The responsibility of learning lies with employees

GetSmarter’s research found that employees feel individually accountable for continuous learning, whereas talent management and HR view it as being more of a business or joint responsibility. This misalignment may mean that employees are unaware that their employer is willing to support them to learn. To remedy this, HR, learning and development (L&D), and talent managers need to lead the way within organizations and create a continuous learning culture.5

Myth 5

Millennials will replace Baby Boomers in the workplace

In 2018, for the first time in history, those aged 65 or older outnumbered children younger than five globally.6 Due to improved healthcare and quality of life, human life expectancy is on the rise, meaning more people are working for longer. Therefore, a bigger concern should be the multi-generational workforces that will be created as a result, and the challenges that this offers.

Myth 6

The lump of labor fallacy

There’s the notion that machines are doing the more work, the fewer jobs there’ll be for people. In reality, the number of jobs flexes over long periods as technology creates new desires and needs, resulting in additional positions. Important to note, however, is that when tech-related changes happen, not everyone will have the skills or opportunities to make the transition to these new positions. Government, policymakers, and influencers must put programs in place to ensure a smoother short-term transition.7

The impact of technology on human life

Automation and AI are here, as is the ongoing debate around technology and its impact on work. But that’s not to say humans have lost our sense of agency; the choice to use robots to perform tasks is ultimately in our hands. Instead of replacing entire jobs, it’s believed that they could possibly make professionals’ work experiences more favorable. Mundane tasks delegated to robots, and creative tasks are left to humans.8 Computer-driven work can help improve our lives through better and cheaper products and services, whilst a new generation of jobs will be created for humans who can work alongside technology.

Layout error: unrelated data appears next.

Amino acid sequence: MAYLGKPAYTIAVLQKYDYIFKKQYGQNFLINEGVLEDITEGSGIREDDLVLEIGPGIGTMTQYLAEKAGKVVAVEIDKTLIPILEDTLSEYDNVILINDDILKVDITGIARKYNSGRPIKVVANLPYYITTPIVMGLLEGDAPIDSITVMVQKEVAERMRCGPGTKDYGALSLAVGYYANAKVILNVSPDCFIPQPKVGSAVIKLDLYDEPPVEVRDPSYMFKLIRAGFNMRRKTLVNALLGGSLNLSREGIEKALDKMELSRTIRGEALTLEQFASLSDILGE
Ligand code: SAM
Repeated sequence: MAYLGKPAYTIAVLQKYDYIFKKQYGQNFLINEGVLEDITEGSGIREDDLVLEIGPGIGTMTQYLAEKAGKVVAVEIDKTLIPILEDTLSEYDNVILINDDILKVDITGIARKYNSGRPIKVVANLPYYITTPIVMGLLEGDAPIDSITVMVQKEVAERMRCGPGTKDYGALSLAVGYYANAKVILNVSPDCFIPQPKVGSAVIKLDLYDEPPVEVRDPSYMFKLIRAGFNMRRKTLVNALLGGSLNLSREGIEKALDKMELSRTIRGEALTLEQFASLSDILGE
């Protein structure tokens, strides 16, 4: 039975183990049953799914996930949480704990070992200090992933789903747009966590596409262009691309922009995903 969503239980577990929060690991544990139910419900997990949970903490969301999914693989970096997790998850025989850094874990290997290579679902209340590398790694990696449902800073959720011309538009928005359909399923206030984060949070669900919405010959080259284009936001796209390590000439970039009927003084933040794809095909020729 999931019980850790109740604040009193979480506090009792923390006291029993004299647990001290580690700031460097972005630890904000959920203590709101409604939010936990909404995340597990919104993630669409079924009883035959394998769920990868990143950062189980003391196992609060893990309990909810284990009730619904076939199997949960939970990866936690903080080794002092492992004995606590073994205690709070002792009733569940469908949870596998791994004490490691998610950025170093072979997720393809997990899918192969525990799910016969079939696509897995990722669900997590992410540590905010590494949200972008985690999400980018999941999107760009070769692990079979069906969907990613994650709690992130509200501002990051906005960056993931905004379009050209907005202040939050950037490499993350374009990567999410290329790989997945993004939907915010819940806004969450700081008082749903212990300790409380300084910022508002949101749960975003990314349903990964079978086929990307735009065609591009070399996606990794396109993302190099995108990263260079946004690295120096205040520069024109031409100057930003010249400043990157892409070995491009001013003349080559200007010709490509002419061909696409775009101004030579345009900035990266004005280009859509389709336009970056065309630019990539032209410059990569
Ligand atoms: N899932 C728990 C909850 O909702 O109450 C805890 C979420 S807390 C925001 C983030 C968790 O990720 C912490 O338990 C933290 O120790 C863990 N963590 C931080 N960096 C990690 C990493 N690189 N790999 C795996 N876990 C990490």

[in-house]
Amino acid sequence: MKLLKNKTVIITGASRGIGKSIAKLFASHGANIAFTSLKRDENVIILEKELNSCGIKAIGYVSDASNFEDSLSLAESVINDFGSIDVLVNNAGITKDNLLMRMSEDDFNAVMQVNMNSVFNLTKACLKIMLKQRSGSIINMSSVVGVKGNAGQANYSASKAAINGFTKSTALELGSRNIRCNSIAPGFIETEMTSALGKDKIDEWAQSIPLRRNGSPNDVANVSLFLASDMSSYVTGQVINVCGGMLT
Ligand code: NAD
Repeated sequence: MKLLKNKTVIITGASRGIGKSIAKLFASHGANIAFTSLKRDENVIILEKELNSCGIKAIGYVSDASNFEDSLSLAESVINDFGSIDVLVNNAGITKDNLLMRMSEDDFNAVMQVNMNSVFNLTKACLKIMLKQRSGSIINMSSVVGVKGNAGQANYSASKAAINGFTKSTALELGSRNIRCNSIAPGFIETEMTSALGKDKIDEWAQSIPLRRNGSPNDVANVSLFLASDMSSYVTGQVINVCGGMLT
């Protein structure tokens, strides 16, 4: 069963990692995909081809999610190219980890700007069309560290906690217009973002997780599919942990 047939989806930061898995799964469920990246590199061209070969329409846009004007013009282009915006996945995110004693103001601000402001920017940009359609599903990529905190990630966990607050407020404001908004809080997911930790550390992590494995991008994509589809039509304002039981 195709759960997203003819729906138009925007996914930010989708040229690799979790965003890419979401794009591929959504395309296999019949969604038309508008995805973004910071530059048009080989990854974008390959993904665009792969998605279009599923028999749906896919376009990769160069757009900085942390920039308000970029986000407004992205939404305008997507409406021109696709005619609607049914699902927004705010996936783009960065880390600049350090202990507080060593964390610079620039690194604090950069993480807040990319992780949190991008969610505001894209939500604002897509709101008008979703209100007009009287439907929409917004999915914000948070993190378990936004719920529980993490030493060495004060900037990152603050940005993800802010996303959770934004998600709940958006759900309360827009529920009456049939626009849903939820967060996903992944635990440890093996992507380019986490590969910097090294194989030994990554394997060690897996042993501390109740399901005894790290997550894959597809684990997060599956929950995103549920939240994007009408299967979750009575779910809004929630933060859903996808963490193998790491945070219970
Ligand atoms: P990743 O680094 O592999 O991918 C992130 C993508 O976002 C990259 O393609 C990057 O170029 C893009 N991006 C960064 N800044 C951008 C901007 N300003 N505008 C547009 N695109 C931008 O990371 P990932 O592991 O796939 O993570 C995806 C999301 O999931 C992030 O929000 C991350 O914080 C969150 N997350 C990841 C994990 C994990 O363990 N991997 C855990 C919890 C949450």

Automation can help humans enjoy productive working lives

Technology influences every facet of modern life. But the COVID-19 pandemic, which has forced many people to move online and socialize through screens, has underscored just how integral technology has become in our lives.

As machines work to improve our experiences so that we can invest in more productive tasks, business leaders need to look at navigating AI in the workforce. To accomplish human productivity and business objectives, key actions include: a reallocation of resources, investment in up-skilling and reskilling employees and, on a larger scale, advancing new models of education and lifelong learning.9 Although some technological innovations have existed in the workplace for a while, they’re increasingly being used in new and exciting ways. In some cases, modern and next-gen tools, like modern video gaming, interactive apps and smartphones, have already replaced old or outdated technology, improving productivity, efficiency, and mobility.10

Humans are strategic; machines are tactical

When analyzing the impact of technology on the economy, business, and society, studies reveal that skill shifts are not a new phenomenon; rather, the workforce has been affected since at least the First Industrial Revolution.11 But the adoption of automation and AI marks a very different acceleration than what’s occurred in the past. It’s suffice to say that the more technical the work, the more technology can accomplish it. In other words, machines skew towards tactical applications.12 On the other hand, work that requires a high degree of imagination, creativity, and strategic thinking is harder to automate: computers are skilled at optimizing, but fall short at goal-setting, or even using common sense.